Whether you’re putting on a short play, above-a-pub comedy, or trying to get out of a sticky on-stage situation, improvisation can be your best friend. We spoke to professionals Cariad Lloyd (pictured) and Brendan Murphy to get their tips…
“Always say yes,” says actor and comedian Brendan Murphy, who specialises in short-form comedy improvisation. “Saying no is blocking, and that makes it very hard to further a scenario. You have to accept what you’re given. It’s all about making suggestions.”
Make sure you’re prepared
“As an improviser you’ve all got this history and back language,” says comedian and Edinburgh star Cariad Lloyd, who performs in several improvisation groups, including Austentatious, who improvise an entire Austen novel. “You’ve been training since you started. There are exercises you can do, which warm up your mind, like stretches. That warming up is just to get you in the space where you don’t think.”
“We also rehearse, which always surprises people. We just run through a show and then talk about any bits that we thought got lost, or any characters that we feel didn’t get explored properly. But we'd never use what happens in rehearsal in terms of story. You never pre-plan.”
“You have to be willing to be a dick and look stupid,” says Cariad. “You have to be vulnerable and know that the players you’re with will look after you.”
“Improvisation has saved me when I’ve cocked up in scripted shows,” says Brendan. “When I was doing NewsRevue [at Canal Cafe Theatre] I learned a song the night before. When it came to performing it, I just forgot the lines, so did an improvised monologue to cover it. “
Don’t try to be funny
“Don’t try to be funny, just say what comes into your head,” says Brendan. “Don’t try too hard – saying ‘tomato sponge’ or ‘frog radiator’ may be tempting, but it’s just saying something for effect. Everything you say should be furthering the scene.”
Tell the story
“It’s not about being quick-witted,” says Cariad. “You can be a very slow, very unfunny person in real life, but a brilliant improviser. It’s about listening, connecting and being present. It’s about being a good actor. Long-form improvisers are brilliant storytellers. They’ll know the moment in the show to come in and drop in a piece of information or plot-turn that changes everything.”
Play to your strengths and be aware of your weaknesses
“In an ideal improv group you want a mix,” says Cariad. “Someone who’s physical, someone who’s funny, someone who’s light, a storyteller.”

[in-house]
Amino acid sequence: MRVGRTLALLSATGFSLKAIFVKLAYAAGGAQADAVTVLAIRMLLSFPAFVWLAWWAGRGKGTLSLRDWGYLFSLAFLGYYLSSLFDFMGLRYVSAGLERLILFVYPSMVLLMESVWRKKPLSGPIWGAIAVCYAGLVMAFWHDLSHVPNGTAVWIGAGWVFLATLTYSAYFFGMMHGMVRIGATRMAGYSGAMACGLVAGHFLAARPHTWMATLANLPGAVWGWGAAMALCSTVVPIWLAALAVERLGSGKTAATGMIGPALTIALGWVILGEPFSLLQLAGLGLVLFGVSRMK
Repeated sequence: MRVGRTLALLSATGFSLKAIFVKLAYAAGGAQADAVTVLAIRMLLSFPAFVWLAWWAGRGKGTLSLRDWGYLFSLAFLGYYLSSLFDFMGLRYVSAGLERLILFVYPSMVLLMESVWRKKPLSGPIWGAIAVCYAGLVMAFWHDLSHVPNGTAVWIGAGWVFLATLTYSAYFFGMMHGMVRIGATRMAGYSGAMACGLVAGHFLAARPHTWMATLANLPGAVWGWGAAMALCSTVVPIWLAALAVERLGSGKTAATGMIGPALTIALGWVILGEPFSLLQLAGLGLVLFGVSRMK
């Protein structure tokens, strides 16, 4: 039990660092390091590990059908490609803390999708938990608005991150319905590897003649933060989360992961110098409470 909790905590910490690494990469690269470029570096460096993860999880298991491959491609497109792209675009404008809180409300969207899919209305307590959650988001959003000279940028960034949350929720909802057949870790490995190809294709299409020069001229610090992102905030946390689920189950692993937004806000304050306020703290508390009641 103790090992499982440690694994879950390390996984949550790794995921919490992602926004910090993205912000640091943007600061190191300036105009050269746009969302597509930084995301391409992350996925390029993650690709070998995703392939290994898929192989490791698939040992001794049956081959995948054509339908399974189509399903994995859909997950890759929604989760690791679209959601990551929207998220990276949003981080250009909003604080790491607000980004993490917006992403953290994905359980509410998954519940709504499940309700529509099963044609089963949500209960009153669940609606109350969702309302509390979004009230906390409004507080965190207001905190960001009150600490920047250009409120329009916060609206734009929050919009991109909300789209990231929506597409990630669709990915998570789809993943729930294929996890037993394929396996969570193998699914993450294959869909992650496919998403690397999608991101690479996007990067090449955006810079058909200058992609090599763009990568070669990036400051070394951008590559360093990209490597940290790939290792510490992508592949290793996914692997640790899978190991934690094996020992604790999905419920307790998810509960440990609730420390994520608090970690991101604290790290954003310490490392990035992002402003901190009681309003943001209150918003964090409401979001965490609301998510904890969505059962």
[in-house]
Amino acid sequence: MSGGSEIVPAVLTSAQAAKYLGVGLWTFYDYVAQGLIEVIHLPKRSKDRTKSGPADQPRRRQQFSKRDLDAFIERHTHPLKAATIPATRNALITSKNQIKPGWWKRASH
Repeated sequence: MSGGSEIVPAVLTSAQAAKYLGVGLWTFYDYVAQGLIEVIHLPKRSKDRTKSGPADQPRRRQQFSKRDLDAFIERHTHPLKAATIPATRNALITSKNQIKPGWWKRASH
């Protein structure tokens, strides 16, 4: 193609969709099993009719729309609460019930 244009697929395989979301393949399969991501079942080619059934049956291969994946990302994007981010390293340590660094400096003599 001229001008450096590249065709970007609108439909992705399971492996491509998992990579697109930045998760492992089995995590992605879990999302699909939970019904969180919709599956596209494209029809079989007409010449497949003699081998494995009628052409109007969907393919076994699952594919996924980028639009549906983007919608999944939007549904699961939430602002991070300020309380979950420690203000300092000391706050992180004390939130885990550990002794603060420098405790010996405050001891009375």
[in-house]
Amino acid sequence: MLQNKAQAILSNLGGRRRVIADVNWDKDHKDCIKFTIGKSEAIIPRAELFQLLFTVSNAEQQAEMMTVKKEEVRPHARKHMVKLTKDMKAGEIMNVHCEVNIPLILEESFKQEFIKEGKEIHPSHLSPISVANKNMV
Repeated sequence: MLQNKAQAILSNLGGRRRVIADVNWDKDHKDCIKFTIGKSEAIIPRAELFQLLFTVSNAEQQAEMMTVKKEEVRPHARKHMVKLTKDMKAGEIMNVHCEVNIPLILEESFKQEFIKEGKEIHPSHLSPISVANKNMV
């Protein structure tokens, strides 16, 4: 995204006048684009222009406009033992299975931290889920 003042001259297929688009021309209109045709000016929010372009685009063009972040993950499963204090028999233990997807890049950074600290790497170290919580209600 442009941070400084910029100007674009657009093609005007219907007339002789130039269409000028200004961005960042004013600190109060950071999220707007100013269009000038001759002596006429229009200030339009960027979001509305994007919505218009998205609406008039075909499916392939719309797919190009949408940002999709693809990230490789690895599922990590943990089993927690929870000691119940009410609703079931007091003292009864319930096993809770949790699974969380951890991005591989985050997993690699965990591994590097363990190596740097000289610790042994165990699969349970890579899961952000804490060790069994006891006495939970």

“I have this really cheesy phrase: As in impro, as in life. So, if you struggle to listen in life, then you’ll struggle to listen in an improv scene. If you’re quite controlling in real life, then you’ll be controlling in improv. Any behaviour that is problematic in life, will be in improv. And, on the flip side, behaviour that is helpful in real life will probably be helpful in improv.”
If things are going badly, be the hero
“If a scene is going badly, then you should go in there and save it,” says Cariad. “If it’s going well – although it’s really tempting to go in and join it, and enjoy it – they don’t need you. So, stay out.”
Finally, read the book
Keith Johnstone, the father of British improvisation, wrote a book called Impro. Read it.
In Focus: An introduction to improvisation games
For a huge list of improve games, check out the improvencyclopedia.
Here are a few from Brendan and Cariad:
Freeze Tag: A few players start a scene, then one of the performers off stage calls “freeze”, goes into the scene, taps someone on the shoulder, takes on their physicality and then you go from there. So, for example, someone is lying on the floor doing sit–ups with their trainer. A performer shouts “freeze”, goes in, adopts their pose, but changes it to someone giving birth.
Word Ball: You throw a ball while saying a word, the person who catches it says that word and then immediately throws it out with another word. So it’ll go shoe – shoe man – man tree – tree bag. It’s just a way to get your brain used to saying words without judging or thinking about what you’re saying.
You can even just do it with sounds. “We’re trained in the outside world to worry about what we’re saying because it has meaning,” says Cariad. “But in improv you can say anything and then just throw it away. Experienced improvisers don’t judge what they say, which is an incredibly powerful thing for all creative arts.”
Cariad Lloyd is taking her new show, The Freewheelin’ Cariad Lloyd, to the Edinburgh Fringe this August.
Brendan Murphy will be playing in The One Hour Plays at Edinburgh Fringe this August.